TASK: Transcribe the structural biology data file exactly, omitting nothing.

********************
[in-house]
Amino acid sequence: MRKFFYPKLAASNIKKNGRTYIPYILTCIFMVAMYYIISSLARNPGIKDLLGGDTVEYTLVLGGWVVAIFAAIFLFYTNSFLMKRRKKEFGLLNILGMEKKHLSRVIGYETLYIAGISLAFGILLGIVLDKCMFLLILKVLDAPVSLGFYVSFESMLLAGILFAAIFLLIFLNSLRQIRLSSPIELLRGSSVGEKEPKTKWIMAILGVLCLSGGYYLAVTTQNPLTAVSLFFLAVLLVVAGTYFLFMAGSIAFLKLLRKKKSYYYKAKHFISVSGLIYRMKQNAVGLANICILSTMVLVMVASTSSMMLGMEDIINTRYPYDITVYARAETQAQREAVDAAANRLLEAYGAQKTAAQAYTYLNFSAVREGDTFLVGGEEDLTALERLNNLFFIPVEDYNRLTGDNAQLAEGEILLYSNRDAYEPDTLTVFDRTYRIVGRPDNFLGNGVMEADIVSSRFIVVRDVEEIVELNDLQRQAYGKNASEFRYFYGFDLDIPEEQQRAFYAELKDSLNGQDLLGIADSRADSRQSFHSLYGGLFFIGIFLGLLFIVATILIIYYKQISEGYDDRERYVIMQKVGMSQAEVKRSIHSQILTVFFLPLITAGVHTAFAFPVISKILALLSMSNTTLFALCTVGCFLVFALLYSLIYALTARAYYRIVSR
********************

[in-house]
Amino acid sequence: MRKFFYPKLAASNIKKNGRTYIPYILTCIFMVAMYYIISSLARNPGIKDLLGGDTVEYTLVLGGWVVAIFAAIFLFYTNSFLMKRRKKEFGLLNILGMEKKHLSRVIGYETLYIAGISLAFGILLGIVLDKCMFLLILKVLDAPVSLGFYVSFESMLLAGILFAAIFLLIFLNSLRQIRLSSPIELLRGSSVGEKEPKTKWIMAILGVLCLSGGYYLAVTTQNPLTAVSLFFLAVLLVVAGTYFLFMAGSIAFLKLLRKKKSYYYKAKHFISVSGLIYRMKQNAVGLANICILSTMVLVMVASTSSMMLGMEDIINTRYPYDITVYARAETQAQREAVDAAANRLLEAYGAQKTAAQAYTYLNFSAVREGDTFLVGGEEDLTALERLNNLFFIPVEDYNRLTGDNAQLAEGEILLYSNRDAYEPDTLTVFDRTYRIVGRPDNFLGNGVMEADIVSSRFIVVRDVEEIVELNDLQRQAYGKNASEFRYFYGFDLDIPEEQQRAFYAELKDSLNGQDLLGIADSRADSRQSFHSLYGGLFFIGIFLGLLFIVATILIIYYKQISEGYDDRERYVIMQKVGMSQAEVKRSIHSQILTVFFLPLITAGVHTAFAFPVISKILALLSMSNTTLFALCTVGCFLVFALLYSLIYALTARAYYRIVSR